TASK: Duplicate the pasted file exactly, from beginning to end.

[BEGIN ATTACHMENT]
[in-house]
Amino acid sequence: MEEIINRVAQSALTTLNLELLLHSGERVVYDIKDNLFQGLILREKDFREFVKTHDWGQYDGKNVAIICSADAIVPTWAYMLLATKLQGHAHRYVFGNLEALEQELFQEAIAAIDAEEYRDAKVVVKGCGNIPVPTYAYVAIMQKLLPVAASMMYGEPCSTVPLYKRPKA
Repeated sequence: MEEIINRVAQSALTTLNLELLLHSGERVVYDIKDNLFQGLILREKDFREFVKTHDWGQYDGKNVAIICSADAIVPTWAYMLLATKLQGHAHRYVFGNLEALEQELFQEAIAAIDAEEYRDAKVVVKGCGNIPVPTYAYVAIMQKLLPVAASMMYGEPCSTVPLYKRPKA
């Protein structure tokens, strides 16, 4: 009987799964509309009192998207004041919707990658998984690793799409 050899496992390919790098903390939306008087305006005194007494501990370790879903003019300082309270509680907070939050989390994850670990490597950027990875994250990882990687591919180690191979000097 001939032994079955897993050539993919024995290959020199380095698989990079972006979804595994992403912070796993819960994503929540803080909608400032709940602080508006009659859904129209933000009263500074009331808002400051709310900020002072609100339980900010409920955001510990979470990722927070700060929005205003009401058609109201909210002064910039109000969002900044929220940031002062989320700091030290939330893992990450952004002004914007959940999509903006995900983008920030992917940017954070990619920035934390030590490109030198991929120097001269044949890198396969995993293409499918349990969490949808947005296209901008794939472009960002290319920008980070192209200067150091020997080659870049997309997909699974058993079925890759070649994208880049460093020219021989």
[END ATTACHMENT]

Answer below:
[in-house]
Amino acid sequence: MEEIINRVAQSALTTLNLELLLHSGERVVYDIKDNLFQGLILREKDFREFVKTHDWGQYDGKNVAIICSADAIVPTWAYMLLATKLQGHAHRYVFGNLEALEQELFQEAIAAIDAEEYRDAKVVVKGCGNIPVPTYAYVAIMQKLLPVAASMMYGEPCSTVPLYKRPKA
Repeated sequence: MEEIINRVAQSALTTLNLELLLHSGERVVYDIKDNLFQGLILREKDFREFVKTHDWGQYDGKNVAIICSADAIVPTWAYMLLATKLQGHAHRYVFGNLEALEQELFQEAIAAIDAEEYRDAKVVVKGCGNIPVPTYAYVAIMQKLLPVAASMMYGEPCSTVPLYKRPKA
């Protein structure tokens, strides 16, 4: 009987799964509309009192998207004041919707990658998984690793799409 050899496992390919790098903390939306008087305006005194007494501990370790879903003019300082309270509680907070939050989390994850670990490597950027990875994250990882990687591919180690191979000097 001939032994079955897993050539993919024995290959020199380095698989990079972006979804595994992403912070796993819960994503929540803080909608400032709940602080508006009659859904129209933000009263500074009331808002400051709310900020002072609100339980900010409920955001510990979470990722927070700060929005205003009401058609109201909210002064910039109000969002900044929220940031002062989320700091030290939330893992990450952004002004914007959940999509903006995900983008920030992917940017954070990619920035934390030590490109030198991929120097001269044949890198396969995993293409499918349990969490949808947005296209901008794939472009960002290319920008980070192209200067150091020997080659870049997309997909699974058993079925890759070649994208880049460093020219021989």